By Dan Forino, BCxA President
One of the questions we’re asked again and again since the beginning of the COVID-19 pandemic is, “how do I know it is safe to return to work?” As it turns out, Commissioning Providers (CxPs) have an advantageous skill set to help owners and Operators assess the situation, and support a prudent return.
When the pandemic first occurred and facilities were being shut down and/or triaged, owners reached out to their trusted CxPs for support. There was no bid process or negotiation, just a call for help and agile, swift, collaborative effort. Collectively we rose to the occasion and responded because … that’s what we do.
For many clients, especially those with with reduced or skeleton crew operations staff, we CxPs have an opportunity – one can even say an obligation – to support the restart of buildings, utilizing our expertise in the operation and maintenance of the system.
Here are some specific, system-focused suggestions:
An existing building audit can help to identify system loads, modifications made to maintain minimal loads, circuits/systems that may have been temporarily de-energized. Providing your clients with a one- or two-day assessment of recommended maintenance to bring their buildings back to the “new” normal operating conditions is a great way to provide added value.
Owners ask, “What should I do to improve my building’s filtration?” There isn’t a one-size-fits-all solution, unfortunately. ASHRAE recommends utilizing a MERV13-16 filter or equivalent, capable of capturing the smaller airborne virus contaminants. It can be assumed that lower efficiency filters (MERV 8 and lower) which allow larger particles to pass through won’t be very effective, while a higher efficiency filter which is not compatible with your system may result in premature preloading, requiring increased maintenance. A high efficiency filter “crammed” into an application it was not designed for will likely be ill-fitting and result in air bypassing areas that are not sealed.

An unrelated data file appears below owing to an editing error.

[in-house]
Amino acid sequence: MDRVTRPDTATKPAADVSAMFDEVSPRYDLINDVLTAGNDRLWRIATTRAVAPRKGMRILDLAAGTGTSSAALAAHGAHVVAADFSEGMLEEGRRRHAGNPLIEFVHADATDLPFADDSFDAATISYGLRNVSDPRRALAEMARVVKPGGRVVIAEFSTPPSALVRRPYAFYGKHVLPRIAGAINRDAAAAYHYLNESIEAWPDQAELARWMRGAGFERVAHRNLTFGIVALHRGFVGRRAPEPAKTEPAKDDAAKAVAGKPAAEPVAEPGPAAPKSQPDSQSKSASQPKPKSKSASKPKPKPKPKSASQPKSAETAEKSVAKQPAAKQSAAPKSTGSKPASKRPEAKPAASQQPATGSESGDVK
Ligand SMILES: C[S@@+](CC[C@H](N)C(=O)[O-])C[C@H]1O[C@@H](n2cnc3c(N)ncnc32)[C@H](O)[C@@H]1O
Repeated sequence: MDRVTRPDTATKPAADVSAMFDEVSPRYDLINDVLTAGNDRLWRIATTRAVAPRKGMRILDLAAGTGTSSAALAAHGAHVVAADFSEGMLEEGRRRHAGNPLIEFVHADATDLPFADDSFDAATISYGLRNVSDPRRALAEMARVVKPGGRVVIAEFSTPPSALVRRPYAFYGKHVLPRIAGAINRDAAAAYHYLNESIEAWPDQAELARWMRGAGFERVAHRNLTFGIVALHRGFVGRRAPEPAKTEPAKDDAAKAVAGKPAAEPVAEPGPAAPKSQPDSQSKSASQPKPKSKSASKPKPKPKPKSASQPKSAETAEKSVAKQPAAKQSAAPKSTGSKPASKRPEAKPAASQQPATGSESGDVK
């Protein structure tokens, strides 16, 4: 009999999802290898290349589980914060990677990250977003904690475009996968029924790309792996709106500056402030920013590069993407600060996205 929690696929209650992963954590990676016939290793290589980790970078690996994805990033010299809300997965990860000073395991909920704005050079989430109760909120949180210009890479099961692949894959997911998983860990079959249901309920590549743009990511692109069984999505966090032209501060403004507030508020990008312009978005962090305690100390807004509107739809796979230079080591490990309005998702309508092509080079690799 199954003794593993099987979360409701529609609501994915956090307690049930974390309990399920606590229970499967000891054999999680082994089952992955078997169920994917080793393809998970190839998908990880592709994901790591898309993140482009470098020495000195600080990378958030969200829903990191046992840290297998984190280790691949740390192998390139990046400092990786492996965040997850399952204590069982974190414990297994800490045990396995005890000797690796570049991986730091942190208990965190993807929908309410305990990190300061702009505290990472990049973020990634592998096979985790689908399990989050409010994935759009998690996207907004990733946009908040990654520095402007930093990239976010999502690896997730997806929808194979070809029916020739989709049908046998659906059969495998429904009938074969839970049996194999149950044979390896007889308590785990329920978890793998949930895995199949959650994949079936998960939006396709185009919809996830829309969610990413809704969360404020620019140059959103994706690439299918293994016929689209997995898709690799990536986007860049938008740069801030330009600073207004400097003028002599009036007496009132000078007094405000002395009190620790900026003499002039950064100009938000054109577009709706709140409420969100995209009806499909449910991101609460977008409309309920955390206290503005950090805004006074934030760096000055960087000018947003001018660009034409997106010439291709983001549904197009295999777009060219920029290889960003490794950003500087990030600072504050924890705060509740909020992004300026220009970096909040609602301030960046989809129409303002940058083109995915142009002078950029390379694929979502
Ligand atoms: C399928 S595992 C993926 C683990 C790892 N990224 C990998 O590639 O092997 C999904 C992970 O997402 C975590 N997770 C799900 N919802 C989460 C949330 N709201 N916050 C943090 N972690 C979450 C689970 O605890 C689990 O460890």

Establishing a filter audit and maintenance plan goes a long way toward ensuring a cleaner indoor environment. Focus on a review of existing filtration condition and fit, potential upgrades, replacement protocol to eliminate downstream contamination and disinfecting and disposal of filtration…if you’re fortunate enough to have a flexible system.
Ultraviolet Germicidal (UV-C) Emitters:
There are also other types of filtration including UV filtration, which operates at a germicidal UV frequency to kill virus particulates. These can be installed as a whole UV sanitization unit or attached to your cooling coil/installed downstream in the ductwork for specific areas.
Pay special attention to the location requirements for required exposure time and required air speed (fpm). As these are typically specialty systems installed in sensitive areas, ensure you have allocated the resources for training of maintenance personnel due to the potential harmful nature of the UV lighting exposure.
Owners also ask, “Can we do IAQ testing to confirm my space is acceptable for re-entry?” Typically, IAQ testing is completed prior to occupying a space to confirm that construction particulates and chemicals have been ventilated and will not impact the occupants. As a result, it is not a very effective tool for COVID identification. The better recommendation would most likely be to perform an IAQ flush-out utilizing as much clean outside air as possible for 1-5+ days, to assist in flushing out contaminants.
Increased Outside Air:
One recommendation, as possible within each building, is to determine the maximum allowable outside air that can be utilized for your HVAC systems during normal operation. This requires an evaluation of the existing system conditions/capacity, allowable indoor conditions, and the required programming and validation effort. The CxP can provide all of these answers via simple load and space calculations, along with ensuring that the proper safeties and checks are available. Keeping HVAC systems operating 24/7 will also encourage the movement of air particles and discourage the settlement of virus containing particles on surfaces and in ductwork.
Commissioning providers are also experiencing increased requests for re-balancing and balancing verification because many owners and occupants are adjusting their existing program space to accommodate decreased occupancies, increased air exchange rates in common areas, and an increased focus on space pressurization.
Last but not least, encourage participation, innovation and outside of the box thinking for how to maximize the health of the indoor environment and also ease the concerns of occupants. That typically comes with signage and sharing of information on how the design and commissioning process is helping to promote their health and safety.